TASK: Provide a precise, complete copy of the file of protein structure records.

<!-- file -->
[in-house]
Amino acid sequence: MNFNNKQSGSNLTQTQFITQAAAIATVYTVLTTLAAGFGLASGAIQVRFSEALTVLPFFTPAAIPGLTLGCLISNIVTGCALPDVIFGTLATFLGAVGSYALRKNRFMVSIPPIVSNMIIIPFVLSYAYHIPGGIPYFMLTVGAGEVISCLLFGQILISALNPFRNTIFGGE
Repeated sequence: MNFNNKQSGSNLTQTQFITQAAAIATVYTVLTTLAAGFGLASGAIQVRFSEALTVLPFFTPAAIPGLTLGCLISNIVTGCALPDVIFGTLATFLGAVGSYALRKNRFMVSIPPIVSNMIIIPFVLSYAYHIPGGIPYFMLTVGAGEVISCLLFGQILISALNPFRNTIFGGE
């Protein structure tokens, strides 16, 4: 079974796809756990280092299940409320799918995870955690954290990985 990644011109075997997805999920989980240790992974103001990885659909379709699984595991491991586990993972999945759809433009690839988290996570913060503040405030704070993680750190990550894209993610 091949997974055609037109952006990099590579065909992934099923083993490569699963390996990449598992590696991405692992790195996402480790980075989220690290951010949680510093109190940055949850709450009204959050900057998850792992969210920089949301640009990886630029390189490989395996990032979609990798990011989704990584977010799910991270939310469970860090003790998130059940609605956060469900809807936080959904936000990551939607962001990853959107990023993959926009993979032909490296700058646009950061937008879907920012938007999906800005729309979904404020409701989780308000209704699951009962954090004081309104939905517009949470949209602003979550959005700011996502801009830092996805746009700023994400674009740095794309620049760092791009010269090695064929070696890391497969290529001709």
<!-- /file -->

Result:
[in-house]
Amino acid sequence: MNFNNKQSGSNLTQTQFITQAAAIATVYTVLTTLAAGFGLASGAIQVRFSEALTVLPFFTPAAIPGLTLGCLISNIVTGCALPDVIFGTLATFLGAVGSYALRKNRFMVSIPPIVSNMIIIPFVLSYAYHIPGGIPYFMLTVGAGEVISCLLFGQILISALNPFRNTIFGGE
Repeated sequence: MNFNNKQSGSNLTQTQFITQAAAIATVYTVLTTLAAGFGLASGAIQVRFSEALTVLPFFTPAAIPGLTLGCLISNIVTGCALPDVIFGTLATFLGAVGSYALRKNRFMVSIPPIVSNMIIIPFVLSYAYHIPGGIPYFMLTVGAGEVISCLLFGQILISALNPFRNTIFGGE
């Protein structure tokens, strides 16, 4: 079974796809756990280092299940409320799918995870955690954290990985 990644011109075997997805999920989980240790992974103001990885659909379709699984595991491991586990993972999945759809433009690839988290996570913060503040405030704070993680750190990550894209993610 091949997974055609037109952006990099590579065909992934099923083993490569699963390996990449598992590696991405692992790195996402480790980075989220690290951010949680510093109190940055949850709450009204959050900057998850792992969210920089949301640009990886630029390189490989395996990032979609990798990011989704990584977010799910991270939310469970860090003790998130059940609605956060469900809807936080959904936000990551939607962001990853959107990023993959926009993979032909490296700058646009950061937008879907920012938007999906800005729309979904404020409701989780308000209704699951009962954090004081309104939905517009949470949209602003979550959005700011996502801009830092996805746009700023994400674009740095794309620049760092791009010269090695064929070696890391497969290529001709």